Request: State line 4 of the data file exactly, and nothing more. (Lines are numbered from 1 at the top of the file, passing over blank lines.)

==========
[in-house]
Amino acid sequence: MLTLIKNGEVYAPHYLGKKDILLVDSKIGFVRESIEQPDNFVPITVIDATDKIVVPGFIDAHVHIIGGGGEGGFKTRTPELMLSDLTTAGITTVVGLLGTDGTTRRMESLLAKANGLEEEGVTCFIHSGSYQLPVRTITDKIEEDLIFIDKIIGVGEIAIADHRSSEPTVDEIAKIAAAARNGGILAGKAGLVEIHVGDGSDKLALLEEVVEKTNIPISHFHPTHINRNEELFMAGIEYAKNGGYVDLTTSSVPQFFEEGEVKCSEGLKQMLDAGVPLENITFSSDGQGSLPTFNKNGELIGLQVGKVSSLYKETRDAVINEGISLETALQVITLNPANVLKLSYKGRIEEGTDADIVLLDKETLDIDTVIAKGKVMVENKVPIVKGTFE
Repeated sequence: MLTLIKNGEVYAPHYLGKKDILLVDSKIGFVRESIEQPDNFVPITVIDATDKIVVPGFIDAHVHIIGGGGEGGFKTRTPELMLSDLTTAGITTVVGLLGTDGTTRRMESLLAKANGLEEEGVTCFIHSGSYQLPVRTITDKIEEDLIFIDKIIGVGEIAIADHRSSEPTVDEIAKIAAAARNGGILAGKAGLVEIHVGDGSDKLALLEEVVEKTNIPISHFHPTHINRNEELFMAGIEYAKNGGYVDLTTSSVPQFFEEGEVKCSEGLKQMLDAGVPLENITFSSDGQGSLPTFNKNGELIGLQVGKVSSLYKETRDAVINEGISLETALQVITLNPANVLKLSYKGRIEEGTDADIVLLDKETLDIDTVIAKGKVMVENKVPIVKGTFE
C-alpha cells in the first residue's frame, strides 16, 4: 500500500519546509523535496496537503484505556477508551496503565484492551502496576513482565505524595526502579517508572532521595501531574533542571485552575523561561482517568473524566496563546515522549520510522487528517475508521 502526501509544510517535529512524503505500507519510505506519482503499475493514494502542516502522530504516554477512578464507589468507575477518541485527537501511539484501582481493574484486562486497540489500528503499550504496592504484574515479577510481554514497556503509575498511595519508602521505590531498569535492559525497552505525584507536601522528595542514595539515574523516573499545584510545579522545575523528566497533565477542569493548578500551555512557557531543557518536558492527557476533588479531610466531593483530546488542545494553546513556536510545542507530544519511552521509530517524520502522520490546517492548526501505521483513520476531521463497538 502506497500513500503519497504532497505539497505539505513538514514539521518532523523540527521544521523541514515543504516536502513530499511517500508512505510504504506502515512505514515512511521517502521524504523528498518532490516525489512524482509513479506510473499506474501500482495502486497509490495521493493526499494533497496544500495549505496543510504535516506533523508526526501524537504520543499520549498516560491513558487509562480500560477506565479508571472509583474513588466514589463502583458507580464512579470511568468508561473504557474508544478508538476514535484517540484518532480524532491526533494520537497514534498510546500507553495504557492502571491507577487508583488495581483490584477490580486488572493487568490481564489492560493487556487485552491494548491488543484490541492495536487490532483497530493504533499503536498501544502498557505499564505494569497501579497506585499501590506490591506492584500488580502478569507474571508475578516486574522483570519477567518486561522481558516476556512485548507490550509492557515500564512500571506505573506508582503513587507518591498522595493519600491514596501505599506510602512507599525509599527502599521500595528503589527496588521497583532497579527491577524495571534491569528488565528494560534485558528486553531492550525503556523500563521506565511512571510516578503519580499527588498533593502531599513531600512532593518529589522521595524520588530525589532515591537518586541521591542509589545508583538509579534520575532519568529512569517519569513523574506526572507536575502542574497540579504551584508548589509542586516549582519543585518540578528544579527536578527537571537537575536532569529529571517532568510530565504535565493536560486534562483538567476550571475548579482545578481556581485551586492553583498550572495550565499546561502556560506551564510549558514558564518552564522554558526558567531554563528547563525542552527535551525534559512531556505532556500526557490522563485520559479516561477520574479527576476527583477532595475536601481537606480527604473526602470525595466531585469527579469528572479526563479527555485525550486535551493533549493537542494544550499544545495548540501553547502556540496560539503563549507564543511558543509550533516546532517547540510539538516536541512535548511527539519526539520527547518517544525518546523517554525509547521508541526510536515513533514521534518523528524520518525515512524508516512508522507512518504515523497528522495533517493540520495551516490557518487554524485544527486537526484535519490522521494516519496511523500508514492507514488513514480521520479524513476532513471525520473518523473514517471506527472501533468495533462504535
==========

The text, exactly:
C-alpha cells in the first residue's frame, strides 16, 4: 500500500519546509523535496496537503484505556477508551496503565484492551502496576513482565505524595526502579517508572532521595501531574533542571485552575523561561482517568473524566496563546515522549520510522487528517475508521 502526501509544510517535529512524503505500507519510505506519482503499475493514494502542516502522530504516554477512578464507589468507575477518541485527537501511539484501582481493574484486562486497540489500528503499550504496592504484574515479577510481554514497556503509575498511595519508602521505590531498569535492559525497552505525584507536601522528595542514595539515574523516573499545584510545579522545575523528566497533565477542569493548578500551555512557557531543557518536558492527557476533588479531610466531593483530546488542545494553546513556536510545542507530544519511552521509530517524520502522520490546517492548526501505521483513520476531521463497538 502506497500513500503519497504532497505539497505539505513538514514539521518532523523540527521544521523541514515543504516536502513530499511517500508512505510504504506502515512505514515512511521517502521524504523528498518532490516525489512524482509513479506510473499506474501500482495502486497509490495521493493526499494533497496544500495549505496543510504535516506533523508526526501524537504520543499520549498516560491513558487509562480500560477506565479508571472509583474513588466514589463502583458507580464512579470511568468508561473504557474508544478508538476514535484517540484518532480524532491526533494520537497514534498510546500507553495504557492502571491507577487508583488495581483490584477490580486488572493487568490481564489492560493487556487485552491494548491488543484490541492495536487490532483497530493504533499503536498501544502498557505499564505494569497501579497506585499501590506490591506492584500488580502478569507474571508475578516486574522483570519477567518486561522481558516476556512485548507490550509492557515500564512500571506505573506508582503513587507518591498522595493519600491514596501505599506510602512507599525509599527502599521500595528503589527496588521497583532497579527491577524495571534491569528488565528494560534485558528486553531492550525503556523500563521506565511512571510516578503519580499527588498533593502531599513531600512532593518529589522521595524520588530525589532515591537518586541521591542509589545508583538509579534520575532519568529512569517519569513523574506526572507536575502542574497540579504551584508548589509542586516549582519543585518540578528544579527536578527537571537537575536532569529529571517532568510530565504535565493536560486534562483538567476550571475548579482545578481556581485551586492553583498550572495550565499546561502556560506551564510549558514558564518552564522554558526558567531554563528547563525542552527535551525534559512531556505532556500526557490522563485520559479516561477520574479527576476527583477532595475536601481537606480527604473526602470525595466531585469527579469528572479526563479527555485525550486535551493533549493537542494544550499544545495548540501553547502556540496560539503563549507564543511558543509550533516546532517547540510539538516536541512535548511527539519526539520527547518517544525518546523517554525509547521508541526510536515513533514521534518523528524520518525515512524508516512508522507512518504515523497528522495533517493540520495551516490557518487554524485544527486537526484535519490522521494516519496511523500508514492507514488513514480521520479524513476532513471525520473518523473514517471506527472501533468495533462504535